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What is Tara Flour, and is it safe?

Daily Harvest recalled their product because it caused more than 300 illnesses. Here’s what dietitians and food safety experts want you to know.

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According to a Food and Drug Administration investigation, a Reddit thread in June 2022 with complaints about “extreme stomach pain/sickness from lentil leek crumbles” eventually led to a Daily Harvest recall of products that were later connected to hundreds of illnesses and dozens of hospitalizations.

The single item impacted was Daily Harvest’s French Lentil + Leek Crumbles, but for the dozens of people who encountered them, the effects were more like tidal waves. The FDA has received reports of more than 329 illnesses and 133 hospitalizations, and some social media influencers have posted about their own experiences on Instagram and TikTok. An organ had to be removed, according to vegan lifestyle influencer Luke Wesley Pearson, after he consumed two portions of the Crumbles he received as part of a Daily Harvest marketing campaign. Many victims are currently working with attorneys to bring lawsuits against the business and the product’s manufacturer after other people documented serious gastrointestinal issues and abnormal liver function to the FDA.

Then what is tara four, what might have gone wrong, and is it safe to eat now or in the future? Here is what medical professionals want you to know.

Tara Flour: What Is It?

A genus of flowering plants in the family of legumes is called Tara. South American countries cultivate tara trees, commonly known as Peruvian carob or prickly holdback. According to Donald Schaffner, Ph.D., distinguished professor of food microbiology and extension expert at Rutgers University in New Brunswick, New Jersey, this plant is related to alfalfa, clover, beans, lentils, lupins, peas, peanuts, carob, mesquite, and tamarind.

According to Diana Licalzi, M.S., RD, a registered dietitian and co-founder of Reversing T2D in Boulder, Colorado, tarra is grown for a variety of reasons, including as a food ingredient that is mostly used in products as a gum, which functions as a stabilizer or thickening.

“Like many plants, this one’s legumes can be processed into flour. Tara flour is a recently developed and infrequently used foodstuff “says Schaffner. Although the company Daily Harvest claims that the flour is the source of the issue, the FDA has not validated this.

The North American food supply for tara flour has only been there for about a year, so there isn’t much information available about it, says Roxana Ehsani, M.S., RD, a registered dietitian nutritionist in Miami and a national media representative for the Academy of Nutrition and Dietetics. “We just don’t know very much yet,”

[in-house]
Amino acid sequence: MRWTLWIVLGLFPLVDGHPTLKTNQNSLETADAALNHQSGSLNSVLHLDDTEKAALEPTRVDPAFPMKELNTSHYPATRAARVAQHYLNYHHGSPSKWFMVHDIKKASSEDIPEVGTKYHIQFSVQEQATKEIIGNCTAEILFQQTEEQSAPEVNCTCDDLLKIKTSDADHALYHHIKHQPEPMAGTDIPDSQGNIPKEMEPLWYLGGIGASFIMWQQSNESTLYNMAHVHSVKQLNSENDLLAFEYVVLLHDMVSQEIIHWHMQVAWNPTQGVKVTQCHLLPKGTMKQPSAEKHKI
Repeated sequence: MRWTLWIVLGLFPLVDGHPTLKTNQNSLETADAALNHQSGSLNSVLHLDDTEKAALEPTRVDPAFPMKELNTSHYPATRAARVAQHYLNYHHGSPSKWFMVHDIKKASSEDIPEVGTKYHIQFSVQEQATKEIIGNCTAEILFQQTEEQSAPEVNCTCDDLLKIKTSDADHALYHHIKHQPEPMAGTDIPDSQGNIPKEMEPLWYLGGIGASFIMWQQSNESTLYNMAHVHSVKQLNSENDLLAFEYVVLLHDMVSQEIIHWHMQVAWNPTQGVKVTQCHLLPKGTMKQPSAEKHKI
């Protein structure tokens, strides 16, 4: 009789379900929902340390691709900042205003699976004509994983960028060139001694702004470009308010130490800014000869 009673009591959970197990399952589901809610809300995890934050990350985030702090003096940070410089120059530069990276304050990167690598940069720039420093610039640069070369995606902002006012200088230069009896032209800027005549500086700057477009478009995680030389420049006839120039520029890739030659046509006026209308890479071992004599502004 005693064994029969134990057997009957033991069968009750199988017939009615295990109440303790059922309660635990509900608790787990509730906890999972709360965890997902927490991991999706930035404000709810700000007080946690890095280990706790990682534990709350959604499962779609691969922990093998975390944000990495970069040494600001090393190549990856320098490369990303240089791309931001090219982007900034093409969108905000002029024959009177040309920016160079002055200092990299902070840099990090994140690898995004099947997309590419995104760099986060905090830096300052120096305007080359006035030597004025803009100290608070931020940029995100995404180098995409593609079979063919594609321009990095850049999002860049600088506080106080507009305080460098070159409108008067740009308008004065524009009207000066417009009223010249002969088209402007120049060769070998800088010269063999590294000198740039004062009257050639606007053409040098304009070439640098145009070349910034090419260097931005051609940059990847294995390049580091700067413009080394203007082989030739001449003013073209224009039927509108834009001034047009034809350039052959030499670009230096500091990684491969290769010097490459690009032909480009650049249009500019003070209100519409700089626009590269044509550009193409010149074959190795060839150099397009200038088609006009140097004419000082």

Tara Flour: Is It Safe?

But here’s what we do know: The FDA has designated the tannic acid that is derived from tara seed pods as a “direct food substance affirmed as generally recognized as safe (GRAS).” However, according to the Environmental Defense Fund, tara flour may not have gone through the same “GRAS” process to demonstrate its safety.

Although less research appears to have been done on the safety of tara flour, Licalzi notes that research has shown that tara used as gum in foods is safe and nontoxic.

Or, Schaffner says, “Consuming this stuff raw may be potentially dangerous.” “It’s also possible, in my opinion, that the diseases were caused by the usage of the improper species when making the flour in this case, which was created from a related species that isn’t typically utilized for food. These legumes are said to contain a lot of tannin, which may also be harmful.”

Licalzi adds that some people have sensitivities to particular proteins, as is the case for those who have celiac disease or gluten sensitivity that is not related to celiac disease. These people have difficulty processing gluten, a particular protein present in wheat and other grains that contain gluten.

Licalzi speculates that people who experienced symptoms after consuming a Daily Harvest product containing tara flour may also be sensitive to tara proteins.

The exports we spoke to agreed that it is advisable to stay away from tara flour for the time being until we learn more about it and the reasons why it has made so many people ill.

Any form of prepared meal should have an ingredient label that states “not contains tara flour,” advises Ehsani.

the conclusion

Until we have more information on what specifically caused the illnesses among so many people, I would advise friends and clients to hold off on consuming tara flour, adds Licalzi, given the recent hospitalizations resulting from the Daily Harvest recall.

The possible toxicity of tara flour to humans, the possibility that a toxin was unintentionally combined with the tara flour used in Daily Harvest products, and the possibility that some people may be hypersensitive to tara flour are all unknowns at this time.

Regardless of the reason, Licalzi continues, “The risk is not worth taking,” so make sure to read the label of any food item and, if you go to a restaurant or order from a meal delivery service, inquire as to whether any of their goods include tara flour. As usual, it is advisable to contact the FDA or your state health department if you encounter symptoms that you think might be caused by something you ate.